The University of Oxford almost needs no introduction. One of the oldest universities in the world, it is consistently ranked amongst the top five globally and enjoys a peerless reputation amongst employers. Local businesses looking to recruit will find more than 22,000 of the UK’s best and brightest students and graduates right on their doorstep.
The University’s technology transfer subsidiary, Oxford University Innovation – changed from Isis Innovation in 2016 – helps businesses and academics research and commercialise their ideas and technology through a three-pronged business model. It has helped to launch more than 110 companies in the last 25 years with the start-up incubator supporting over 40 entrepreneurial ventures thus far.
|Number of new start-ups (2015):||685||– see how this compares with other cities|
Oxford is also home to the modern Oxford Brookes University, located just outside the city centre. Whilst it lives in the shadow of its more prestigious neighbour, it is a well-regarded institution in its own right (ranked in the top 50 in the UK) with a particularly strong pedigree in architecture.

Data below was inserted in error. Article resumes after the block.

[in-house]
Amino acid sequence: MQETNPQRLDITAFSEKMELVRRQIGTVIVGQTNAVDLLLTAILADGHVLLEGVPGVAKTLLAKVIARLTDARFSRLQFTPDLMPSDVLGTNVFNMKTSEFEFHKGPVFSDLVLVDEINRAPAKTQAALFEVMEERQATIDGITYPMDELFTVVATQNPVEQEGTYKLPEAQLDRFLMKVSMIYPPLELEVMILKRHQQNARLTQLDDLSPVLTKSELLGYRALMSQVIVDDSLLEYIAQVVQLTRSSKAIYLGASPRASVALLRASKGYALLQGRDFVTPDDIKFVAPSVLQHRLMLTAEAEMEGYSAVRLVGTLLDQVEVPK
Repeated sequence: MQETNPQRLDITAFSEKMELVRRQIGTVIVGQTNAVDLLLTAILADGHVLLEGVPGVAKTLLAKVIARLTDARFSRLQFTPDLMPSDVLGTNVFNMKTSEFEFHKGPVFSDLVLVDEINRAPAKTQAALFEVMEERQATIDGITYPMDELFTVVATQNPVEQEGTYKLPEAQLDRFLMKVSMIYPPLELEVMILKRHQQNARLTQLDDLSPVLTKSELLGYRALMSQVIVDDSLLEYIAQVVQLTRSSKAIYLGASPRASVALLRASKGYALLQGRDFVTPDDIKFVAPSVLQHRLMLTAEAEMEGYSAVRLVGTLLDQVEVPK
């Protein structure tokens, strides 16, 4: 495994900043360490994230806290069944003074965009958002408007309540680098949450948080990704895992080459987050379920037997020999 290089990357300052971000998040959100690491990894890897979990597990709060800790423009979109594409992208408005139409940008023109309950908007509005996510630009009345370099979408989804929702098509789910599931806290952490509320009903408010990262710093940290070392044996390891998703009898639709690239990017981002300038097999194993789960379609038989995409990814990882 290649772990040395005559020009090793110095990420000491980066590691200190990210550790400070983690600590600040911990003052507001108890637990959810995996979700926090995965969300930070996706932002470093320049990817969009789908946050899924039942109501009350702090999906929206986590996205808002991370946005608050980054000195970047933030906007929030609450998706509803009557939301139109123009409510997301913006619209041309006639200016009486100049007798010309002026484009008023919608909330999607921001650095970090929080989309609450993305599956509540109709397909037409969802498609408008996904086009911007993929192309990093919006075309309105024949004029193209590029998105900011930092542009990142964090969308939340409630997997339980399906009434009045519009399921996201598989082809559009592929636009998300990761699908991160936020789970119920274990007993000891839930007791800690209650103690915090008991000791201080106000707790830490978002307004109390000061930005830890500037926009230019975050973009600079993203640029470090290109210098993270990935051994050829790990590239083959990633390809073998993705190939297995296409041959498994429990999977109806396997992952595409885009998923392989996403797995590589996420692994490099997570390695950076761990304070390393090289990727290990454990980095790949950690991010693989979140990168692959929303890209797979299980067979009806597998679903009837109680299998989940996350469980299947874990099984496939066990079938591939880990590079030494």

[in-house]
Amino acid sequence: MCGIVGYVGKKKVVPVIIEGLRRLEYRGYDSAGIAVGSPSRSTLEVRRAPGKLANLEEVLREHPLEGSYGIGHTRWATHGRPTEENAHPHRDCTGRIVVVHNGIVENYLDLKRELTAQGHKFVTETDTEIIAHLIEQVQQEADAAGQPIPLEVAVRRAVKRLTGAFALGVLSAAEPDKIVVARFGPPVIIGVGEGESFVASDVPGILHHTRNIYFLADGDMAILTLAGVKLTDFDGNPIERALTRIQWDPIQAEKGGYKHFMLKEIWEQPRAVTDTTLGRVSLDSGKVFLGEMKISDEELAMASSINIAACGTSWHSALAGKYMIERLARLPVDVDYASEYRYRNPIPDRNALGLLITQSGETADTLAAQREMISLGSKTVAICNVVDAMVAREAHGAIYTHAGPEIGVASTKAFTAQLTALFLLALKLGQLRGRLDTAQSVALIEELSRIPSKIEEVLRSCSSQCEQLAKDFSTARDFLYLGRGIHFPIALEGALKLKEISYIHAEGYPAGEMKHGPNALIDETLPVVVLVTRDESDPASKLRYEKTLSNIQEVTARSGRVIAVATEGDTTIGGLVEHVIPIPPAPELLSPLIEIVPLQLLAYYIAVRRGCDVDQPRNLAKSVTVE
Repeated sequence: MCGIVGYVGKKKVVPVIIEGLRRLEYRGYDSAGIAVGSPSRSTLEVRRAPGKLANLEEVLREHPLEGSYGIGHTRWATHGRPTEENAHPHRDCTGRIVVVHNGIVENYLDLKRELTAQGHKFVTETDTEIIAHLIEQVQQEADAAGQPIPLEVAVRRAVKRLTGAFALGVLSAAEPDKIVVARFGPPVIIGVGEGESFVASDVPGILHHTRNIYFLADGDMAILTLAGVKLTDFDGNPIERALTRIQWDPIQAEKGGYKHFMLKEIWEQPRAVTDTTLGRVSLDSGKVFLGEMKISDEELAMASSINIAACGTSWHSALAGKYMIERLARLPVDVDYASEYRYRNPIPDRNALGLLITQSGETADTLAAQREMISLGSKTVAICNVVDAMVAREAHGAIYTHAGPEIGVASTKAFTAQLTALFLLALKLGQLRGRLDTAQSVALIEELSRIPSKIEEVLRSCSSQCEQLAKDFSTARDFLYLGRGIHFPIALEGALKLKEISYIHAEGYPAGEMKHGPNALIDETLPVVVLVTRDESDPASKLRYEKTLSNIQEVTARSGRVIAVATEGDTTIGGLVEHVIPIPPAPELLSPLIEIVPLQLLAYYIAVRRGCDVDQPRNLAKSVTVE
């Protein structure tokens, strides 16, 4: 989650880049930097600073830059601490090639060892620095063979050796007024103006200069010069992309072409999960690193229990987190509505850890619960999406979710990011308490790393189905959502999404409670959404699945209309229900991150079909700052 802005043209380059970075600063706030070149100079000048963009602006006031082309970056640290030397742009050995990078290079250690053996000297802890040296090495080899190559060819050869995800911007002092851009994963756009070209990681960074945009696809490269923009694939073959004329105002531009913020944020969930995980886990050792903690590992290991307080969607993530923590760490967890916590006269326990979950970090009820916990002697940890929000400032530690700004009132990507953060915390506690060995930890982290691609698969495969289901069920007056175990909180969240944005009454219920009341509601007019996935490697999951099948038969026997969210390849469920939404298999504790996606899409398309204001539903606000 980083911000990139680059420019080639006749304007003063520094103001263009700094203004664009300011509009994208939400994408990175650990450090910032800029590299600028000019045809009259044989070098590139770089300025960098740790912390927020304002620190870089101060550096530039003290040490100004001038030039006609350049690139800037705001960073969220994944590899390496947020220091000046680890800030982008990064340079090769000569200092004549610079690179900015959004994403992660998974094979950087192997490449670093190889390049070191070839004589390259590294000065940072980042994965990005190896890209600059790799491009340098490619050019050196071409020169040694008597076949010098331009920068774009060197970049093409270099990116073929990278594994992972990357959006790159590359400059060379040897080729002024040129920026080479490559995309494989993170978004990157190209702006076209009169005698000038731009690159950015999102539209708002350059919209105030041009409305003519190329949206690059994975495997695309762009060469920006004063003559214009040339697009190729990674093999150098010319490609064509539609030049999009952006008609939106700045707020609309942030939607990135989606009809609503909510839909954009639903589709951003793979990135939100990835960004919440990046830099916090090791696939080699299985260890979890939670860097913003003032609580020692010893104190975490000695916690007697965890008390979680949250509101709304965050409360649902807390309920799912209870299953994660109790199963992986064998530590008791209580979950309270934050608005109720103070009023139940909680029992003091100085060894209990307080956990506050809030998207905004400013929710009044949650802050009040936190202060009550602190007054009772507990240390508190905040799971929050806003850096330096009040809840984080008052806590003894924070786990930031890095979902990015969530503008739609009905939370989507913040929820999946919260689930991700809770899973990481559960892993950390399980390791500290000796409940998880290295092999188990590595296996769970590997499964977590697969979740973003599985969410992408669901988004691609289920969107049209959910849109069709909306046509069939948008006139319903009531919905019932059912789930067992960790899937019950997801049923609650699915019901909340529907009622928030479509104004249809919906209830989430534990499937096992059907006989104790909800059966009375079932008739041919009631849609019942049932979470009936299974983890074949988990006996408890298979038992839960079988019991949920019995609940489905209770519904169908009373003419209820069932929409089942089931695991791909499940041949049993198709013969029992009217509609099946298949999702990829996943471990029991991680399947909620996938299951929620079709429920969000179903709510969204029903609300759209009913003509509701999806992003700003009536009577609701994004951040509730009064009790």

The universities’ dominating presence in the city has unsurprisingly resulted in a highly educated and qualified population. 63.4% of the workforce have NVQ Level 4 qualifications or above, second only to Cambridge (66.5%). Additionally, almost a quarter of employment in the Science Vale cluster is in professional, scientific and technical activities, compared with a South East regional average of just 8%.
While salaries are still considerably lower than London, the access to high numbers of skilled personnel has seen the weekly average increase, with Oxford now joint highest with Cambridge at £589 per week on average.